Here’s another entry in my campaign to expand our thinking about the elderly. This, from an obituary in the Washington Post December 27: Dutch-born actor and singer Johannes Heesters performed in 2008 at age 105 at a theater in his native Amersfoort. At age 98, he performed in Chekhov’s The Cherry Orchard.  He died at age 108.

Unless you’re one of them, you are incensed about corporation executives raking in millions in salary and benefits while the 99 percent of the people working in these corporations are eking along with the pennies left over. What we have in this country is a feudal system of lords and serfs. But we also have the Internet, easy communication, and an easy way to organize. What about a nationwide union of every working person that demands a fair distribution of profits among all the workers, not just the top executives? This union doesn’t require recruiters or staff; it just requires easy access to information and communication, i.e. the Internet. Wouldn’t it be interesting if every working person in the country joined a strike to support the 99 percent?  The truth is that “trickle down” doesn’t.

Do you remember that odious prayer, “Now I lay be down to sleep, I pray the lord my soul to keep, if I should die before I wake…” GAWK! If I should die before I wake? That prayer kept me awake for years. I grew up when polio was a grim reality, when stories were often told of a friend waking up with a stiff neck that turned into polio. Sadly, many people around the world are still victims of this terrible disease. We should take a moment to consider that we have the means to eradicate polio worldwide and have not.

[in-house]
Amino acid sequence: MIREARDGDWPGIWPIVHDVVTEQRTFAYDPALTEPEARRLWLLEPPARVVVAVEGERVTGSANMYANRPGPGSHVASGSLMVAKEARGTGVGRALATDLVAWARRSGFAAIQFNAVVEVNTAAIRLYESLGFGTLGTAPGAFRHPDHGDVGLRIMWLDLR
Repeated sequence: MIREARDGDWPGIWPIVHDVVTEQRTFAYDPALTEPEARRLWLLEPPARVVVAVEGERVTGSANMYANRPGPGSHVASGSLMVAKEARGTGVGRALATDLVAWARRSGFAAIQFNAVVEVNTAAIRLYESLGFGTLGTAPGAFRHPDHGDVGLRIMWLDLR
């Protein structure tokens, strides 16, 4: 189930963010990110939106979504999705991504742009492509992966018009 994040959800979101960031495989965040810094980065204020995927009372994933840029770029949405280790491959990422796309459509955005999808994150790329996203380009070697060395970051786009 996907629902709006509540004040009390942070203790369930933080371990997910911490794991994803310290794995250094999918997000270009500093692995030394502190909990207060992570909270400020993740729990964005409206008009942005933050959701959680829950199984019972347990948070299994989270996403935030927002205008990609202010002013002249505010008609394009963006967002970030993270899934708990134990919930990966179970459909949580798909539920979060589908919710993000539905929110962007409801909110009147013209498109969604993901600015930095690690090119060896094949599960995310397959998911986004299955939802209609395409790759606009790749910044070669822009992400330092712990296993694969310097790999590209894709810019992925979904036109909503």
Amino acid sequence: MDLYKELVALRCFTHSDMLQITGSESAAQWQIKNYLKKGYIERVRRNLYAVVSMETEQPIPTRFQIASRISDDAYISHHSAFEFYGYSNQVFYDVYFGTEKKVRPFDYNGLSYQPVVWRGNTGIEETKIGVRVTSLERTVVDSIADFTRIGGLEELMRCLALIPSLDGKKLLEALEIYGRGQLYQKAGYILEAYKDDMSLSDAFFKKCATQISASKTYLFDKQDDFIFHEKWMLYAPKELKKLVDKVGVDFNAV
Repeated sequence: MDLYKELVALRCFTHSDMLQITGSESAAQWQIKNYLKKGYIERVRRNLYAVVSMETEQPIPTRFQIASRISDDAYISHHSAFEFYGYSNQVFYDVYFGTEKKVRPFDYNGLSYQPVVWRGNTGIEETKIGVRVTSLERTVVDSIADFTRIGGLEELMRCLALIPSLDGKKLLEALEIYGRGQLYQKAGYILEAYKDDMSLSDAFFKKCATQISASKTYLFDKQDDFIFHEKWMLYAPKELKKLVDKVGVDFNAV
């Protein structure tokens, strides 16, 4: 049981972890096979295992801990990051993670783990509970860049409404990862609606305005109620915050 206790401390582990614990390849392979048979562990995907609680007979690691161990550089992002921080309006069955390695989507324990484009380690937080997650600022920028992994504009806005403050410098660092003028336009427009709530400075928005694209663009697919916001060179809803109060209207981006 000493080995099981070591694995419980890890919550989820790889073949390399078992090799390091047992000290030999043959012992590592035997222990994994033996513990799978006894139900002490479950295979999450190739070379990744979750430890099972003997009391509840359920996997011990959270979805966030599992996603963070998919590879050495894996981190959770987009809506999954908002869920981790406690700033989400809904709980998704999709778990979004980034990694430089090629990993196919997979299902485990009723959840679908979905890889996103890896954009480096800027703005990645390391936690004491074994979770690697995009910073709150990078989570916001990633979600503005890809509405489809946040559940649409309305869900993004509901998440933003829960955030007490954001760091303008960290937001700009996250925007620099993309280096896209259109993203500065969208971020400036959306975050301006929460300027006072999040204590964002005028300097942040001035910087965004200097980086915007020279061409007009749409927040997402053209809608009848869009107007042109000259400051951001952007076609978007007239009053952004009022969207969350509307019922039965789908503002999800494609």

On the other hand, many organizations and people are doing good in the world, often against incredible odds. They are picking up the starfish and throwing it back in the water and that will make a difference to that starfish. One example is Rick Hodes, an American doctor who has lived and worked in Ethiopia for over 20 years. He is the medical director of Ethiopia for the American Jewish Joint Distribution Committee. Currently he is the senior consultant at a Catholic mission helping sick destitutes with heart disease, spine disease, and cancer. He has also worked with refugees in Rwanda, Zaire, Tanzania, Somalia and Albania. His work is the subject of the HBO documentary, “Making the Crooked Straight,” as well as a new book, This is a Soul: The Mssion of Rick Hodes.  You can read more about him at his website, www.rickhodes.org, and since it’s the season, go ahead and make a donation. 

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